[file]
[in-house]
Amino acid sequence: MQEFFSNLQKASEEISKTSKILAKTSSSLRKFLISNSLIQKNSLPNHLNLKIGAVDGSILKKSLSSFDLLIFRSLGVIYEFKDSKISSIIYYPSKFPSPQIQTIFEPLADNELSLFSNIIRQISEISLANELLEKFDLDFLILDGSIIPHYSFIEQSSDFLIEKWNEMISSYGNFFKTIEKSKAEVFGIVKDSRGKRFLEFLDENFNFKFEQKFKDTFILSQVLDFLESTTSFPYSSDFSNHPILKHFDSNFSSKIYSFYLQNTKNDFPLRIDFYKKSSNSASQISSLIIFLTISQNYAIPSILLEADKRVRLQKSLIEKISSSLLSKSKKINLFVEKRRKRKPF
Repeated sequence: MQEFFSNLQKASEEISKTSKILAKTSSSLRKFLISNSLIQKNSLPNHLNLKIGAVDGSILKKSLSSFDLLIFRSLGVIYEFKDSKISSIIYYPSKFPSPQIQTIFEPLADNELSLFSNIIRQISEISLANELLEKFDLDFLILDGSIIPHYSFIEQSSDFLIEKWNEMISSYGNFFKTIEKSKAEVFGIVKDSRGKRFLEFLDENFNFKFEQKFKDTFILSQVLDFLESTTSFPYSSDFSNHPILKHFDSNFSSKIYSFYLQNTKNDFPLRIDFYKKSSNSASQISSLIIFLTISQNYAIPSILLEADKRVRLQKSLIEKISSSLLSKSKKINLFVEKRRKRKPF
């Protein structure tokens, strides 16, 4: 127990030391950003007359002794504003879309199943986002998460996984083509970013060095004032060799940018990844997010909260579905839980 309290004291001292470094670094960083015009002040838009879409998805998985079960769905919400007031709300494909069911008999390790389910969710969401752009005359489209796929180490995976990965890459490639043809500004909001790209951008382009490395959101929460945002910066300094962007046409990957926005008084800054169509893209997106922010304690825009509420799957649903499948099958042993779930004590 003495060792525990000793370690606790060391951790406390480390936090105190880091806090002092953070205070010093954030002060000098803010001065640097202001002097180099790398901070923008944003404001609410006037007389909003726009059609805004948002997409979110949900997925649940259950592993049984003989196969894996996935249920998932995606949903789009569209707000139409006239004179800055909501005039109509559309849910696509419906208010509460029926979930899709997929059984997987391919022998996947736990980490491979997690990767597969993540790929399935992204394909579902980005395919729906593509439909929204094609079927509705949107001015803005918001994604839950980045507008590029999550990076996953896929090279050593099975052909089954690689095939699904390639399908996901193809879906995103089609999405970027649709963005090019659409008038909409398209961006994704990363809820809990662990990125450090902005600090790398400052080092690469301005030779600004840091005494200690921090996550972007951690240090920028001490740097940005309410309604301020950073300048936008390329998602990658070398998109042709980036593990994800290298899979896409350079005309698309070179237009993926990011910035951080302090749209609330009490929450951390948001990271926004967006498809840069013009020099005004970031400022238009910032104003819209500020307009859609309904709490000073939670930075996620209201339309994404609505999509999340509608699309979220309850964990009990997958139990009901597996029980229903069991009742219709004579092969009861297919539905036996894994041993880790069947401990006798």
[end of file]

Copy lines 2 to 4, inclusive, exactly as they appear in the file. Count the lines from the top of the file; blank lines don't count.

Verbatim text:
Amino acid sequence: MQEFFSNLQKASEEISKTSKILAKTSSSLRKFLISNSLIQKNSLPNHLNLKIGAVDGSILKKSLSSFDLLIFRSLGVIYEFKDSKISSIIYYPSKFPSPQIQTIFEPLADNELSLFSNIIRQISEISLANELLEKFDLDFLILDGSIIPHYSFIEQSSDFLIEKWNEMISSYGNFFKTIEKSKAEVFGIVKDSRGKRFLEFLDENFNFKFEQKFKDTFILSQVLDFLESTTSFPYSSDFSNHPILKHFDSNFSSKIYSFYLQNTKNDFPLRIDFYKKSSNSASQISSLIIFLTISQNYAIPSILLEADKRVRLQKSLIEKISSSLLSKSKKINLFVEKRRKRKPF
Repeated sequence: MQEFFSNLQKASEEISKTSKILAKTSSSLRKFLISNSLIQKNSLPNHLNLKIGAVDGSILKKSLSSFDLLIFRSLGVIYEFKDSKISSIIYYPSKFPSPQIQTIFEPLADNELSLFSNIIRQISEISLANELLEKFDLDFLILDGSIIPHYSFIEQSSDFLIEKWNEMISSYGNFFKTIEKSKAEVFGIVKDSRGKRFLEFLDENFNFKFEQKFKDTFILSQVLDFLESTTSFPYSSDFSNHPILKHFDSNFSSKIYSFYLQNTKNDFPLRIDFYKKSSNSASQISSLIIFLTISQNYAIPSILLEADKRVRLQKSLIEKISSSLLSKSKKINLFVEKRRKRKPF
């Protein structure tokens, strides 16, 4: 127990030391950003007359002794504003879309199943986002998460996984083509970013060095004032060799940018990844997010909260579905839980 309290004291001292470094670094960083015009002040838009879409998805998985079960769905919400007031709300494909069911008999390790389910969710969401752009005359489209796929180490995976990965890459490639043809500004909001790209951008382009490395959101929460945002910066300094962007046409990957926005008084800054169509893209997106922010304690825009509420799957649903499948099958042993779930004590 003495060792525990000793370690606790060391951790406390480390936090105190880091806090002092953070205070010093954030002060000098803010001065640097202001002097180099790398901070923008944003404001609410006037007389909003726009059609805004948002997409979110949900997925649940259950592993049984003989196969894996996935249920998932995606949903789009569209707000139409006239004179800055909501005039109509559309849910696509419906208010509460029926979930899709997929059984997987391919022998996947736990980490491979997690990767597969993540790929399935992204394909579902980005395919729906593509439909929204094609079927509705949107001015803005918001994604839950980045507008590029999550990076996953896929090279050593099975052909089954690689095939699904390639399908996901193809879906995103089609999405970027649709963005090019659409008038909409398209961006994704990363809820809990662990990125450090902005600090790398400052080092690469301005030779600004840091005494200690921090996550972007951690240090920028001490740097940005309410309604301020950073300048936008390329998602990658070398998109042709980036593990994800290298899979896409350079005309698309070179237009993926990011910035951080302090749209609330009490929450951390948001990271926004967006498809840069013009020099005004970031400022238009910032104003819209500020307009859609309904709490000073939670930075996620209201339309994404609505999509999340509608699309979220309850964990009990997958139990009901597996029980229903069991009742219709004579092969009861297919539905036996894994041993880790069947401990006798």